Once the light has faded, the momentum of the drama is weakened too much by unevenly paced, formulaic, sometimes unsubtle, and often even dry storytelling for the final product to reward, but there's enough taste to the soundtrack, heart to the script and direction, power to the performances, - at least those by Armin Mueller-Stahl, Noah Taylor and the show-stealing Geoffrey Rush - and, of course, value to the subject matter to secure Scott Hicks' "Shine" as a decent and often compelling, if ultimately underwhelming portrait on the sensitivity of a genius' mentality.

2.75/5 - Decent
John B

Super Reviewer

September 28, 2012
Geoffrey Rush is absolutely fantastic here. I have a high standard for the portrayal of the mentally ill as many actors often rush to stereotypes but I think Rush has it dead on.
Nicolas K

Super Reviewer

November 1, 2011
Geoffrey Rush is phenomenal in this movie, the kind of performance that turns this into a must see film and deservedly won an Oscar among other accolades. Armin Mueller-Stahl is also brilliant and although outshone by Rush, still deserves a mention.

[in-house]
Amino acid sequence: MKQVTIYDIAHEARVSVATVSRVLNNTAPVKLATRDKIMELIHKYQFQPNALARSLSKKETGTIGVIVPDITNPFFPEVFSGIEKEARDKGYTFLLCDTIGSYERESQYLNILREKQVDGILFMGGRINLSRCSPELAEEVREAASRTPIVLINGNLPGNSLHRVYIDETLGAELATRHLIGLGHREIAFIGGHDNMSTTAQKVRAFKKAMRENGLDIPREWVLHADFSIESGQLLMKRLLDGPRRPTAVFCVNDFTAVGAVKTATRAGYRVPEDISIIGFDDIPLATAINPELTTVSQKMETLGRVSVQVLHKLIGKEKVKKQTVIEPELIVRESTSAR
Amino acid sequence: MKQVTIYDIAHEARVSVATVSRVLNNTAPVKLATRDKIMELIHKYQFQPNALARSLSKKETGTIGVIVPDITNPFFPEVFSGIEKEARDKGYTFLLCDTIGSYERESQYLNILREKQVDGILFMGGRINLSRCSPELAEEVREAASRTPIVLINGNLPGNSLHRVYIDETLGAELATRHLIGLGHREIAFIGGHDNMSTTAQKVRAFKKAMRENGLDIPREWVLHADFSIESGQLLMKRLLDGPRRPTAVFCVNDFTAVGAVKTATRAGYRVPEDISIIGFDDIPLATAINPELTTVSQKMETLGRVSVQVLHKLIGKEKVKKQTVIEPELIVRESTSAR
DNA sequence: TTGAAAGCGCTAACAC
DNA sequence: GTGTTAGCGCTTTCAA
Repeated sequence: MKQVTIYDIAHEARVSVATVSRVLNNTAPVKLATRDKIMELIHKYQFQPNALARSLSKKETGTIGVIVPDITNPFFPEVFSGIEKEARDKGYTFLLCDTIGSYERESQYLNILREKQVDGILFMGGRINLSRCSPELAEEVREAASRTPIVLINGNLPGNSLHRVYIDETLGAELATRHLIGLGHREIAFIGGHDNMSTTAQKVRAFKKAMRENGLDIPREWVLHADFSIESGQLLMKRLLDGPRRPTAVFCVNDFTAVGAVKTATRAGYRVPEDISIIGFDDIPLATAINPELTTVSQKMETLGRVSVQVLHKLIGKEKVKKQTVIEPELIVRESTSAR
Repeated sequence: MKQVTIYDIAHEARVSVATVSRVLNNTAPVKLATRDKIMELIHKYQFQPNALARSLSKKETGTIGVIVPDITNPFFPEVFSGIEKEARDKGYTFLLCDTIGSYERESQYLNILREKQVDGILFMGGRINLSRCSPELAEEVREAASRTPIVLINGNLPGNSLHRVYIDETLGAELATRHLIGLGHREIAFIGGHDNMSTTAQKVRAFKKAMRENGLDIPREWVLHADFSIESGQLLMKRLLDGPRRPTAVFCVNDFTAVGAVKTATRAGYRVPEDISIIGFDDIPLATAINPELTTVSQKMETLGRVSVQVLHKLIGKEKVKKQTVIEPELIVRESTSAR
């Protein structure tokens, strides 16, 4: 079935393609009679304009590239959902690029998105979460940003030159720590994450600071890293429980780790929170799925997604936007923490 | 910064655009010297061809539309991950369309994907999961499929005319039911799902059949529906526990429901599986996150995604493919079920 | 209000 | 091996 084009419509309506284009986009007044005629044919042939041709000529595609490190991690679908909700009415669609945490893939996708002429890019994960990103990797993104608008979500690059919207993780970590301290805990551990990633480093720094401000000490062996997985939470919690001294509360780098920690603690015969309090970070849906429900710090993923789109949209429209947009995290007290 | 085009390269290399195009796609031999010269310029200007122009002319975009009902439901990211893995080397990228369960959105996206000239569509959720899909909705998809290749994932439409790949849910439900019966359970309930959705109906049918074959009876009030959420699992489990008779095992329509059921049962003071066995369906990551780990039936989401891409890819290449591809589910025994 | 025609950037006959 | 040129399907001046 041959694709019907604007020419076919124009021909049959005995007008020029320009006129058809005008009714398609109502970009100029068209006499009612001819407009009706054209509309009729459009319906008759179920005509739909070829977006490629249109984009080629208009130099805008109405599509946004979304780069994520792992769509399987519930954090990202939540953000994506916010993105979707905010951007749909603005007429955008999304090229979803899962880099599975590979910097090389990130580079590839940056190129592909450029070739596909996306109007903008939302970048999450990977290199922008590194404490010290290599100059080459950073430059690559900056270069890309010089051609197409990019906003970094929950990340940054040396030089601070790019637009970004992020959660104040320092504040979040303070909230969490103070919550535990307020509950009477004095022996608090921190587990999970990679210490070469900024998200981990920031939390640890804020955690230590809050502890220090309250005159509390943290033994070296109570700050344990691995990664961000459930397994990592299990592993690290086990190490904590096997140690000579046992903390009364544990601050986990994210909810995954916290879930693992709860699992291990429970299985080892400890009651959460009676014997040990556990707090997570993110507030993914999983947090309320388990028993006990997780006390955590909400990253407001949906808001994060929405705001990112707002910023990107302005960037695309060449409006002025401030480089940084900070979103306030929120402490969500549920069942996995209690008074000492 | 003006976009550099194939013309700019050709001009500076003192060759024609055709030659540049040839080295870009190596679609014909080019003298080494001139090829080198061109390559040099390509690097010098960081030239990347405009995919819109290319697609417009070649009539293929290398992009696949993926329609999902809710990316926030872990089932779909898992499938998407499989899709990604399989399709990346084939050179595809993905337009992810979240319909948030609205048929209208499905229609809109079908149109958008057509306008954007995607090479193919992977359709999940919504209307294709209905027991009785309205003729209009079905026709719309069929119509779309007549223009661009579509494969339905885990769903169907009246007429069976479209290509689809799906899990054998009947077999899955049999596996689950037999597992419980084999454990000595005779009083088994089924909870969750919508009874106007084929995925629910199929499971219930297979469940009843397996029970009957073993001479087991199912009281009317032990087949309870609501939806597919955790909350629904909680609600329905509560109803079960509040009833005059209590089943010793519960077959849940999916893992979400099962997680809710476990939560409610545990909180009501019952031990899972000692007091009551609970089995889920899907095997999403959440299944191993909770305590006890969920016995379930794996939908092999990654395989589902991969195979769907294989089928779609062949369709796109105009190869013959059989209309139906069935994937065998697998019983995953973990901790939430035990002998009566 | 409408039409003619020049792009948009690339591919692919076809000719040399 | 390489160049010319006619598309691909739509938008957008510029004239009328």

Anthony L.
Anthony L.

Super Reviewer

August 21, 2010
This movie was amazing overall. It was very inspiring but also very good performances by actor noah taylor.
Erin C

Super Reviewer

September 3, 2009
It took awhile for this movie to get going. The second half was a lot more interesting. Rush did an amazing job.
Marcus W

Super Reviewer

November 21, 2007
A simple but outstanding tale of a musical prodigy worn down by his overbearing father. Noah Taylor and Geoffrey Rush - who did much of the piano playing himself - are stunning in this, as is the music, even if you have no idea who Rachmaninoff is. Definitely worth watching.
December 16, 2007
It's the type of movie where a single performance can take a movie to the next level. Rush was incredible as the older David Helfgott. A heartwarming story about a one-of-a-kind piano player.
January 17, 2013
Just when I thought I had most of the best "biographical dramas" accounted for, "Shine" comes out of left field and gloriously sideswipes me with its beautifully inspiring story, provocative structure, and its manifestly perfect performance from Geoffrey Rush.